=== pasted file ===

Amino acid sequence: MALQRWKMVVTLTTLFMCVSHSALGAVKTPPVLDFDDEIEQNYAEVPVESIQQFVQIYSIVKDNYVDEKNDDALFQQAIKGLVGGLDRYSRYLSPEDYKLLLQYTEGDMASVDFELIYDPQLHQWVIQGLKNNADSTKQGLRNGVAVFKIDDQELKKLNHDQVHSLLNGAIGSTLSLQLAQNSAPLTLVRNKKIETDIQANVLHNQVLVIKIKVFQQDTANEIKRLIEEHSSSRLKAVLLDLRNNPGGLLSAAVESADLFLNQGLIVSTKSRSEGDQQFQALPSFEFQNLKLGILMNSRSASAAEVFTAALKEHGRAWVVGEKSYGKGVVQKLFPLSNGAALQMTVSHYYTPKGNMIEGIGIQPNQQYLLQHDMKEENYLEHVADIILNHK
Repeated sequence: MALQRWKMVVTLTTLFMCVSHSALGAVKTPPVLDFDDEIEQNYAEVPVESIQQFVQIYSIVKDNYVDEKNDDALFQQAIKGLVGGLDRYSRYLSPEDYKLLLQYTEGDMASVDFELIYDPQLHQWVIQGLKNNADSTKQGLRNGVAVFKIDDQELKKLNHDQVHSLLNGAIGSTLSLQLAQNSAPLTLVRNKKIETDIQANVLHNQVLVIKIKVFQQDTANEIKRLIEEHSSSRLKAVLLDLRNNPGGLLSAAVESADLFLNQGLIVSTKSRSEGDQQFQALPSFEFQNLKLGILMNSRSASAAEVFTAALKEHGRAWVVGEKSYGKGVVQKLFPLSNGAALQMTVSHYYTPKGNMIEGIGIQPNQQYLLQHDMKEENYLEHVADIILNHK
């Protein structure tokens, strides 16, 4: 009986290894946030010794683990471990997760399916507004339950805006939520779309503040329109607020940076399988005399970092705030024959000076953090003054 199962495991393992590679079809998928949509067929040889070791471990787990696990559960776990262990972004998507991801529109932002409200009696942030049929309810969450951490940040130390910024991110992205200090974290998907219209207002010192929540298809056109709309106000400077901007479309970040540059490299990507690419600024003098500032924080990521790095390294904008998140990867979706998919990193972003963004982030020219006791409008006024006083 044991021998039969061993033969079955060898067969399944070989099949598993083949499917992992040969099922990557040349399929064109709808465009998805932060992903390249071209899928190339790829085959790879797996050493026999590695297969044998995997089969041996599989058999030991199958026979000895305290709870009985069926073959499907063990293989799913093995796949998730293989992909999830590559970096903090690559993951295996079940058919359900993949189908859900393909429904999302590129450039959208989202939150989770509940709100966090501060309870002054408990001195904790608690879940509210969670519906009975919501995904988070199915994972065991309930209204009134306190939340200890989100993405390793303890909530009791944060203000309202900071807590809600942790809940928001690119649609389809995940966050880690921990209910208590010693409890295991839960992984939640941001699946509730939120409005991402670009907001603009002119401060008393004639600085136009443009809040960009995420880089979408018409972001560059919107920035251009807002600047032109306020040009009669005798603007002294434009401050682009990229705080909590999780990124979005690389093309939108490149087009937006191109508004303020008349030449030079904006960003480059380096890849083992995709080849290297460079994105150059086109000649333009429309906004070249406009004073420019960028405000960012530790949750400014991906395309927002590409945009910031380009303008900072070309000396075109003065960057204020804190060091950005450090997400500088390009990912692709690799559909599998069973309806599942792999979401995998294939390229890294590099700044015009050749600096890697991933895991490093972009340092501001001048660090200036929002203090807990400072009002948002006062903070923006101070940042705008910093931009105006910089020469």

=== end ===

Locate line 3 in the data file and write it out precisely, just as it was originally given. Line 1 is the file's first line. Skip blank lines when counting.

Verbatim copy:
């Protein structure tokens, strides 16, 4: 009986290894946030010794683990471990997760399916507004339950805006939520779309503040329109607020940076399988005399970092705030024959000076953090003054 199962495991393992590679079809998928949509067929040889070791471990787990696990559960776990262990972004998507991801529109932002409200009696942030049929309810969450951490940040130390910024991110992205200090974290998907219209207002010192929540298809056109709309106000400077901007479309970040540059490299990507690419600024003098500032924080990521790095390294904008998140990867979706998919990193972003963004982030020219006791409008006024006083 044991021998039969061993033969079955060898067969399944070989099949598993083949499917992992040969099922990557040349399929064109709808465009998805932060992903390249071209899928190339790829085959790879797996050493026999590695297969044998995997089969041996599989058999030991199958026979000895305290709870009985069926073959499907063990293989799913093995796949998730293989992909999830590559970096903090690559993951295996079940058919359900993949189908859900393909429904999302590129450039959208989202939150989770509940709100966090501060309870002054408990001195904790608690879940509210969670519906009975919501995904988070199915994972065991309930209204009134306190939340200890989100993405390793303890909530009791944060203000309202900071807590809600942790809940928001690119649609389809995940966050880690921990209910208590010693409890295991839960992984939640941001699946509730939120409005991402670009907001603009002119401060008393004639600085136009443009809040960009995420880089979408018409972001560059919107920035251009807002600047032109306020040009009669005798603007002294434009401050682009990229705080909590999780990124979005690389093309939108490149087009937006191109508004303020008349030449030079904006960003480059380096890849083992995709080849290297460079994105150059086109000649333009429309906004070249406009004073420019960028405000960012530790949750400014991906395309927002590409945009910031380009303008900072070309000396075109003065960057204020804190060091950005450090997400500088390009990912692709690799559909599998069973309806599942792999979401995998294939390229890294590099700044015009050749600096890697991933895991490093972009340092501001001048660090200036929002203090807990400072009002948002006062903070923006101070940042705008910093931009105006910089020469």